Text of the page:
Stories – mostly science
Evolution Lab (PBS)
The Drunkard’s Walk (Genetic Drift: Andrew Hendry)
Brush up your maths
Myths and Misconceptions
This is a page for an optional paper offered in the third semester for students of the M.Sc. final year in Botany at the University of Delhi. It is a highly compressed, essentially introductory course (as, in our infinite wisdom, we do not offer a paper in evolutionary biology for undergraduates in Botany).
After a couple of introductory classes where we discuss morphological variation, both infraspecific (including ecotypes) and interspecific, as well as molecular variation, we then move on to talk about what adaptation is and is not.
We get into some elementary population genetics — genetic drift, population structure, inbreeding, mutation and migration; modes and models of selection, frequency dependent selection, then “hum through” topics such as frequency dependent selection, sexual selection, kin selection, life-history evolution and levels of selection. We briefly peek into quantitative genetics and discuss molecular evolution over a couple of sessions.
Then it is time for speciation, a phenomenally important process that allows the passage from micro- to macroevolution.
After a brief review of phylogenetic trees, reading and telling trees, we go into some basics of doing phylogenetic analysis, and then try to understand phylogenetic biology–or, at least, as it works in the origin of evolution of land plants.
Laboratory sessions include the analysis of morphological and molecular variation; a simulation board game to understand selection; a couple of sessions on PopG to understand the behaviour of genes in populations across several generations; back to phenotypes to study morphological variation among a group of taxa (usually genera of Solanaceae), to construct a morphological data matrix and conduct phylogenetic analysis using maximum parsimony; then to molecular data from the same taxa to estimate phylogenies using neighbor-joining and maximum likelihood methods. We do an exercise on comparative methods and spend one session studying seed plant fossils.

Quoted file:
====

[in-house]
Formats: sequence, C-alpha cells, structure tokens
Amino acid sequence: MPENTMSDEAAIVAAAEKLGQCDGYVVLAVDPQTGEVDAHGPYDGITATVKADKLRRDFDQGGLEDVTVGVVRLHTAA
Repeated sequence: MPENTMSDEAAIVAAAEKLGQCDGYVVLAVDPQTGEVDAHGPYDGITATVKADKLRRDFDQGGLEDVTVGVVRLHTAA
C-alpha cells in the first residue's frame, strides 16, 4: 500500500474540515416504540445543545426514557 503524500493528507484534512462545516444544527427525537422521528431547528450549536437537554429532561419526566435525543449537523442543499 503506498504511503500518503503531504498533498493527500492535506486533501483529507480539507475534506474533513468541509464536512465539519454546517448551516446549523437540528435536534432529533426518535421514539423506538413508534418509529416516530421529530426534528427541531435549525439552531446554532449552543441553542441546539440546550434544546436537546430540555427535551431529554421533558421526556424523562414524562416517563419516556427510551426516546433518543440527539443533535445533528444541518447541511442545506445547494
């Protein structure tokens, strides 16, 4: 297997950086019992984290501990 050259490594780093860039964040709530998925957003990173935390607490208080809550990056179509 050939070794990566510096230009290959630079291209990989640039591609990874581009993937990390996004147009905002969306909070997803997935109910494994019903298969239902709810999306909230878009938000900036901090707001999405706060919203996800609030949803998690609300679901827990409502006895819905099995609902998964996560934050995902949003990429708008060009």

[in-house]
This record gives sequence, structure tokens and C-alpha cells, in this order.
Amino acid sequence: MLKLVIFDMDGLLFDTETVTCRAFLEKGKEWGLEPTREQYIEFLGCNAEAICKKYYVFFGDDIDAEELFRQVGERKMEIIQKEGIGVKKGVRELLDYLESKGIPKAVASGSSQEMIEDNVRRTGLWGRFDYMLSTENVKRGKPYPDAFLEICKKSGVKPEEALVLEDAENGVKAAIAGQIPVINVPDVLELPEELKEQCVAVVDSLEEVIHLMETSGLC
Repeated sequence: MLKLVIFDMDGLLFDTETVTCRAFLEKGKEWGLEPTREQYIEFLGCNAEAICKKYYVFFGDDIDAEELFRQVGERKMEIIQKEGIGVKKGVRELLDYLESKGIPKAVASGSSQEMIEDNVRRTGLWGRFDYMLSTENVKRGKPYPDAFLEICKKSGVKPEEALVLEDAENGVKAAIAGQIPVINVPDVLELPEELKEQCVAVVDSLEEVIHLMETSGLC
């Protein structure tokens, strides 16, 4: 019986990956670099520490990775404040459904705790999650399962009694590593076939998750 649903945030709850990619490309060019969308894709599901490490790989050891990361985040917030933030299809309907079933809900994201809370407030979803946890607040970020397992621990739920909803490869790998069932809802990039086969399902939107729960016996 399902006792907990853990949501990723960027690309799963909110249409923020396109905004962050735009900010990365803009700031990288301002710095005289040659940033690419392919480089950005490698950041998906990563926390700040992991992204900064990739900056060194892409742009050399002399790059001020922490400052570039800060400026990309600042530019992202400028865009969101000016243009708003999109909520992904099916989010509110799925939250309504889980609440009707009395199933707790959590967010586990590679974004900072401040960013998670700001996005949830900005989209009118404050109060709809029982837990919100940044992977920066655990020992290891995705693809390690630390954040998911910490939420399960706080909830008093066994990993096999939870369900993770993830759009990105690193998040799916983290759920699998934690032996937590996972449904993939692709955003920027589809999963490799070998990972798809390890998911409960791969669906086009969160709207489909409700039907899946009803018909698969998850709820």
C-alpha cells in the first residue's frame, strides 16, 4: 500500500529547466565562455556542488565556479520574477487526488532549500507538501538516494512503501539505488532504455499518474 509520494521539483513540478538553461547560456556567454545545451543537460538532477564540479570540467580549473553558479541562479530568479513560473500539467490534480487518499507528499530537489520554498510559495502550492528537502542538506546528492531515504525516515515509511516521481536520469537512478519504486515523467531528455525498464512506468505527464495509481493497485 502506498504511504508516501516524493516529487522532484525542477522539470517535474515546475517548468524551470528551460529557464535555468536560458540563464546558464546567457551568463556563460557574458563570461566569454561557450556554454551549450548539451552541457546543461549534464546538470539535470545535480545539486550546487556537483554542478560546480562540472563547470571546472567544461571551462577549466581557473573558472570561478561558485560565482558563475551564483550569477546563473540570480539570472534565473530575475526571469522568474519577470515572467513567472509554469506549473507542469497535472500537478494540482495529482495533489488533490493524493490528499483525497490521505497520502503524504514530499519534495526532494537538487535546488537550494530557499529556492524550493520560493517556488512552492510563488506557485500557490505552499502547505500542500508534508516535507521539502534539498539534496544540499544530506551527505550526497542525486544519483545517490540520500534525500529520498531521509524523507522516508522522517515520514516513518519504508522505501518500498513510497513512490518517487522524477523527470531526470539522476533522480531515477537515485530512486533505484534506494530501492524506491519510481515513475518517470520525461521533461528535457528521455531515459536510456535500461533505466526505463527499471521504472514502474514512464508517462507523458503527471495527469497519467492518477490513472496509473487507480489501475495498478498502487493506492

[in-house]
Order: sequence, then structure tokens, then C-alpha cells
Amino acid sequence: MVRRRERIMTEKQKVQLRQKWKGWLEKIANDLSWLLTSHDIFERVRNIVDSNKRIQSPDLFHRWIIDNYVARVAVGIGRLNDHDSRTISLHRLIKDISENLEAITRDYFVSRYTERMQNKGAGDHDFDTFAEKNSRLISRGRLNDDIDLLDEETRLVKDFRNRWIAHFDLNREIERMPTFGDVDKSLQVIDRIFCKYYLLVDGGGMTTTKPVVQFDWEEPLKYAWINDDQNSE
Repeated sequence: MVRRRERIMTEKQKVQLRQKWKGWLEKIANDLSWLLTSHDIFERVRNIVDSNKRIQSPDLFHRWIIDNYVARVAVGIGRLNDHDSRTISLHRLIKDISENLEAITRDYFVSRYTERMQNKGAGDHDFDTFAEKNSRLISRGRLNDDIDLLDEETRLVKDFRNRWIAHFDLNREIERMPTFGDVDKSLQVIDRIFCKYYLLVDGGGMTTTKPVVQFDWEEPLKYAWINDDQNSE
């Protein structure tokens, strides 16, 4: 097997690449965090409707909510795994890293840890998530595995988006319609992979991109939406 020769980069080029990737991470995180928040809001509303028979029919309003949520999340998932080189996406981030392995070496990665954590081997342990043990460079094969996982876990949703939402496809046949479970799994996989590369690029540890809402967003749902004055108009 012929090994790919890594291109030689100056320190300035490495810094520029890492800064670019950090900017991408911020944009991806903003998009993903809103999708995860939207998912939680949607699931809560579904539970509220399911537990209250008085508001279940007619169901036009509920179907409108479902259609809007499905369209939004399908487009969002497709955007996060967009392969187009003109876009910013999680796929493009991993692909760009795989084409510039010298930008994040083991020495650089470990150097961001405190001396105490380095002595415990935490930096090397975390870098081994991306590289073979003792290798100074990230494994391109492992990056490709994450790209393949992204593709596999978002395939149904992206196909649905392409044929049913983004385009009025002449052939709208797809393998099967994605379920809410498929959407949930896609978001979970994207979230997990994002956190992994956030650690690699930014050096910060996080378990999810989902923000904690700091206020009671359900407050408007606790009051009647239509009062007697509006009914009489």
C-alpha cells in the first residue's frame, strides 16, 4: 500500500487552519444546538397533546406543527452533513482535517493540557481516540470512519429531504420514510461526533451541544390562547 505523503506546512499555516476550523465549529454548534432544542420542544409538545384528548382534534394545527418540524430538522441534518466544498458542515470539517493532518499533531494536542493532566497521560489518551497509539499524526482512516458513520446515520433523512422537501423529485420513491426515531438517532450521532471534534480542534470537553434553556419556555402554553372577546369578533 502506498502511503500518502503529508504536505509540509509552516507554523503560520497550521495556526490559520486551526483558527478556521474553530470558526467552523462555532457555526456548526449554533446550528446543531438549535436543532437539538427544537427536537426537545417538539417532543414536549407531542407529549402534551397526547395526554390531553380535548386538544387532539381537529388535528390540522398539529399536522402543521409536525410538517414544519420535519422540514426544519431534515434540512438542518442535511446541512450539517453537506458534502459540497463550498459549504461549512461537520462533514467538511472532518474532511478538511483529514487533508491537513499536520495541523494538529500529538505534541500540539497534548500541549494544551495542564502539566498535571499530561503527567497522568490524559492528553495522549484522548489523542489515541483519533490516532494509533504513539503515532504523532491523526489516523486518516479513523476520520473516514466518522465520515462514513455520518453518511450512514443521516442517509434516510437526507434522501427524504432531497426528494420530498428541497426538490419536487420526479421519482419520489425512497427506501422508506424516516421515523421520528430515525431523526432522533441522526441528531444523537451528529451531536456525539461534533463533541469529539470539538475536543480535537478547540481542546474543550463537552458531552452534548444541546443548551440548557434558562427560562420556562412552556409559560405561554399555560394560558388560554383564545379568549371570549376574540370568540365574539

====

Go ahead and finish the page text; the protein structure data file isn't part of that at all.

Students do an independent project during the first 6 weeks or so, when they study an assigned plant and present their findings in a poster session. Ph.D. students of the Department of Botany judge these posters.
Dr. Mark Olson, UNAM, Mexico, gave a lecture on structures and adaptations that essentially set the stage for the rest of the semester.
Dr Sudipto Chatterjee, TERI University, came to the annual poster session put up by students of the course.
Drs. Julieta Rosell and Mark Olson of UNAM, Mexico, taught an intensive course for masters and Ph.D. students. The course, “The fate of carbon in forests: a functional traits approach,” involved gathering empirical data (North Delhi Ridge), a crash (micro-) course in R followed by analysis of the data and discussion. The Department of Botany sponsored this course.